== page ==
Dr Sultan Al Jaber, President-designate of the Cop28 summit, has called for developing nations to be given access to funding to ensure they are not priced out of pursuing climate goals.
The Minister of Industry and Advanced Technology and special envoy for climate change said some countries face being “held up in bureaucratic red tape” when seeking financial support for green strategies.
Dr Al Jaber called for urgent reforms of financial institutions around the globe to help drive investment towards key environmental policies.
The Emirati minister has consistently raised the alarm in recent weeks over the need to turn talk into action to protect the planet.
The international community will gather at Cop 28 at Expo City Dubai in November for a global stocktake of eco targets and to develop a blueprint for a more sustainable future.
“For developing countries, climate finance is nowhere near available, affordable, or accessible enough,” said Dr Al Jaber at a climate finance conference organised by Prime Minister Mia Mottley of Barbados.
“Even when funds are allocated, they get held up in bureaucratic red tape and don’t get to where they need to go. And as a result, both climate and development goals are at risk.
“If the world does not come up with effective mechanisms to deliver climate finance to developing and emerging economies, they will have no choice but to choose a carbon intensive development path.”
Ms Mottley unveiled the Bridgetown Initiative at Cop27 in Egypt, which set out plans for a radical overhaul of financial frameworks to fund climate action around the world.
She has been lauded as a driving force for climate action in Latin America and the Caribbean and has set ambitious targets for her country, including plans for a fossil fuel-free electricity sector by 2030.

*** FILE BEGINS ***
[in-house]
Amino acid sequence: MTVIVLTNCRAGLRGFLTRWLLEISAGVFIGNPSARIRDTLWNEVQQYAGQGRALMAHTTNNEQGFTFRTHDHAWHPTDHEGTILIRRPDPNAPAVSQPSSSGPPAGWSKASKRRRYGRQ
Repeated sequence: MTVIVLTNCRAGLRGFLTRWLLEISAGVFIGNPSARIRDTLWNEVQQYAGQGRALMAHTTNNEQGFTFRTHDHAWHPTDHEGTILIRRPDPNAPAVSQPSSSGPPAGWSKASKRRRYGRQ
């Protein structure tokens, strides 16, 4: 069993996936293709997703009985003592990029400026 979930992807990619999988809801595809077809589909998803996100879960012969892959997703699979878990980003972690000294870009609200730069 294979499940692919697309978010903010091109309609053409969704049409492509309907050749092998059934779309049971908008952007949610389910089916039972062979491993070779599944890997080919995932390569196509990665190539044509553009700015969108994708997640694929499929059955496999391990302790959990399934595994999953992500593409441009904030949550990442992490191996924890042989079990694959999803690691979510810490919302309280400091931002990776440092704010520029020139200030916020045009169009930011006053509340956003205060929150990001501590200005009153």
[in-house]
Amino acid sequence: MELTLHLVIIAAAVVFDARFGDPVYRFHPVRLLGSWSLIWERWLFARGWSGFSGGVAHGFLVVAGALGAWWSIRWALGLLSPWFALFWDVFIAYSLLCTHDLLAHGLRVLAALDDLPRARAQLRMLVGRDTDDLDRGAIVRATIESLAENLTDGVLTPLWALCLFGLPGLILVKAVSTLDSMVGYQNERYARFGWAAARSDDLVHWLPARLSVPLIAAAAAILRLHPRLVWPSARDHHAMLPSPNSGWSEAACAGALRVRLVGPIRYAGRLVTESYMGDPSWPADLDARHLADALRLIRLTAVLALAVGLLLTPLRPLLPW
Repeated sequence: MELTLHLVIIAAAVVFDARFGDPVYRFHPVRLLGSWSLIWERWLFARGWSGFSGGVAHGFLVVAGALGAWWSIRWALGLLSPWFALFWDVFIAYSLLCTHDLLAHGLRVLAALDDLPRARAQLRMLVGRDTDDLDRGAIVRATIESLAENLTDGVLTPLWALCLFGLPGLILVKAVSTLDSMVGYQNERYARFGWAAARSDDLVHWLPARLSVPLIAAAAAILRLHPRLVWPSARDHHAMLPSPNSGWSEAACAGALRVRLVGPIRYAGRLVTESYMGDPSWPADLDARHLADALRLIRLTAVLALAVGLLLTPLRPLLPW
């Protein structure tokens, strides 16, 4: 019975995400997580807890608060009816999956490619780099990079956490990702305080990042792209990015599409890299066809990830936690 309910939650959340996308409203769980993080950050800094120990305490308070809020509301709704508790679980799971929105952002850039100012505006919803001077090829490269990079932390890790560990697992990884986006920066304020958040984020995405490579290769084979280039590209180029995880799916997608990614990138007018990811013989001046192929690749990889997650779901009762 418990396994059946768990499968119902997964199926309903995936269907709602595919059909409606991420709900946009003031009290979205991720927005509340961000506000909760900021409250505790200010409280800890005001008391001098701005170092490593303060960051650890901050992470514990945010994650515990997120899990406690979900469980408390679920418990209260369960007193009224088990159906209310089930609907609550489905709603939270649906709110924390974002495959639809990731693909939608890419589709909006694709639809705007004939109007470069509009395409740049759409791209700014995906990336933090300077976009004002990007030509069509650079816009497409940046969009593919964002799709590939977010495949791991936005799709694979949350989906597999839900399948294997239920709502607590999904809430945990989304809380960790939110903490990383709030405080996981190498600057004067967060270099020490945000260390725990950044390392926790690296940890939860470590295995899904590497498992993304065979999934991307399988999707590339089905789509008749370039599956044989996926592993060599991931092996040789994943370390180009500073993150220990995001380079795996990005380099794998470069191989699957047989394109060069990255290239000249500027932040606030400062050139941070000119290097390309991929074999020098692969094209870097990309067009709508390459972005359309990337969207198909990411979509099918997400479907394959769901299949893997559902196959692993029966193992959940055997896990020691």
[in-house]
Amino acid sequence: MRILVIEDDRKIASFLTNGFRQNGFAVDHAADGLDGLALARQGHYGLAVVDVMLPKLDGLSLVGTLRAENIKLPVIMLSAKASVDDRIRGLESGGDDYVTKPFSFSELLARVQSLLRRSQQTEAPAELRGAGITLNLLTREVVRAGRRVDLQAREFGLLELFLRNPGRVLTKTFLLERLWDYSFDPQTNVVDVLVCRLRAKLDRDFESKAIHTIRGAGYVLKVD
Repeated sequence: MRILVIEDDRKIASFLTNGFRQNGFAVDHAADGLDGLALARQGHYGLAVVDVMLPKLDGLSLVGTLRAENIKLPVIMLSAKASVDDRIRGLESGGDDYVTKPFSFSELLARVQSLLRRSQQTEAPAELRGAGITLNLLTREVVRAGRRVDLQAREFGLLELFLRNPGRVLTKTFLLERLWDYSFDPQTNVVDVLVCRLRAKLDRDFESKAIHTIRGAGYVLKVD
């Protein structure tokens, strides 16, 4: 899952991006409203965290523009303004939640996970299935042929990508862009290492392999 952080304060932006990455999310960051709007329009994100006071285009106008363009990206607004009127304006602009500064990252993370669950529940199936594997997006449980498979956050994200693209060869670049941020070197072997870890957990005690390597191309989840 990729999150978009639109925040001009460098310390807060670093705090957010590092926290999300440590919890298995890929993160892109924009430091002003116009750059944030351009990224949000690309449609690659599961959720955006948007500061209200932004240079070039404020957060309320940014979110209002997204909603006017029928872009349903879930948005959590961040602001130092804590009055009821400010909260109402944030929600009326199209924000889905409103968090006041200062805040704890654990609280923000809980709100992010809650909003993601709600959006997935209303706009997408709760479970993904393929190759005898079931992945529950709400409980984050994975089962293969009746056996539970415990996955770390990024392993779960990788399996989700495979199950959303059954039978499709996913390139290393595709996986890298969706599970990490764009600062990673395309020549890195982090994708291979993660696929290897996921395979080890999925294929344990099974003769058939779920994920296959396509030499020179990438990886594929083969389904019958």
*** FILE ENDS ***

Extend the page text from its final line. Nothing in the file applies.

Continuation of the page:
In 2021, she was awarded the UN’s highest environmental honour for her work highlighting the threat from rising sea levels to small islands around the world.
Rising temperatures and sea levels are affecting Barbados by shrinking its already limited water supply, forcing villages to relocate from the coastline, and contaminating existing freshwater reserves with sea water.
Dr Al Jaber noted that Ms Mottley had helped set the tone for climate finance at Cop27.
He said the Bridgetown Initiative had “without a doubt placed a focus on the fact that IFIs and MDBs [international financial institutions and multilateral development banks] are not keeping pace with the challenges of the 21st century.”
Investing in the future
Dr Al Jaber underlined the importance of effecting change to meet 2030 targets set out in the Paris Agreement at Cop21 in 2015.
“Without a strong outcome on finance, the Paris Agreement simply cannot succeed,” he said.
“Financial reforms, such as making concessional loans more affordable and mobilising private-sector financing for emerging and developing economies, would increase investments in the poorest countries, and improve climate resilience and enhance truly sustainable development.”
Dr Al Jaber said he is optimistic that foundations for success will be laid at Cop 28.
“There is no shortage of ideas or consensus on what needs to be done. What’s missing is getting it done,” he said.
“I believe that the collective will and convening power in this room can make the necessary progress by Cop28 in November, lay the foundation for a successful climate summit and restore trust in the multilateral system.
“Our planet and our people, and especially the most vulnerable, are depending on it.”